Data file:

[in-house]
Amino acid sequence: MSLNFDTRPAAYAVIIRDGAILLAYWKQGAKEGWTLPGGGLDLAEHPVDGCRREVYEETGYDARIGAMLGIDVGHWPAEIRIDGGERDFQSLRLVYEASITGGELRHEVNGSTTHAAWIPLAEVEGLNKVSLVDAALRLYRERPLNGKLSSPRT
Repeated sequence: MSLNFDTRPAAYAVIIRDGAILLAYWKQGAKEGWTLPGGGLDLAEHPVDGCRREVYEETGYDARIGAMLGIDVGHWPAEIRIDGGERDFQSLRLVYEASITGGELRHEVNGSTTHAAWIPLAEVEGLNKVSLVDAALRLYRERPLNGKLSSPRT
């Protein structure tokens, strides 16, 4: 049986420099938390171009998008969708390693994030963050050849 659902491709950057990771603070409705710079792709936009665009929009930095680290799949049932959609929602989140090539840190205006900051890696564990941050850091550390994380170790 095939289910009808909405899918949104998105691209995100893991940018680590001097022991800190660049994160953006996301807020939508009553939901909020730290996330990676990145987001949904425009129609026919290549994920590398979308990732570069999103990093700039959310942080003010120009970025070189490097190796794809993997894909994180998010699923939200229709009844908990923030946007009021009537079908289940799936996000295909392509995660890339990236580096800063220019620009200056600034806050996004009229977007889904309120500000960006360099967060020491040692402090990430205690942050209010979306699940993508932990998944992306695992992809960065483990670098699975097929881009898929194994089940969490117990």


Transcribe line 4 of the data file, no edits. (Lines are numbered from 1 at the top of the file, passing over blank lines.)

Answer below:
């Protein structure tokens, strides 16, 4: 049986420099938390171009998008969708390693994030963050050849 659902491709950057990771603070409705710079792709936009665009929009930095680290799949049932959609929602989140090539840190205006900051890696564990941050850091550390994380170790 095939289910009808909405899918949104998105691209995100893991940018680590001097022991800190660049994160953006996301807020939508009553939901909020730290996330990676990145987001949904425009129609026919290549994920590398979308990732570069999103990093700039959310942080003010120009970025070189490097190796794809993997894909994180998010699923939200229709009844908990923030946007009021009537079908289940799936996000295909392509995660890339990236580096800063220019620009200056600034806050996004009229977007889904309120500000960006360099967060020491040692402090990430205690942050209010979306699940993508932990998944992306695992992809960065483990670098699975097929881009898929194994089940969490117990």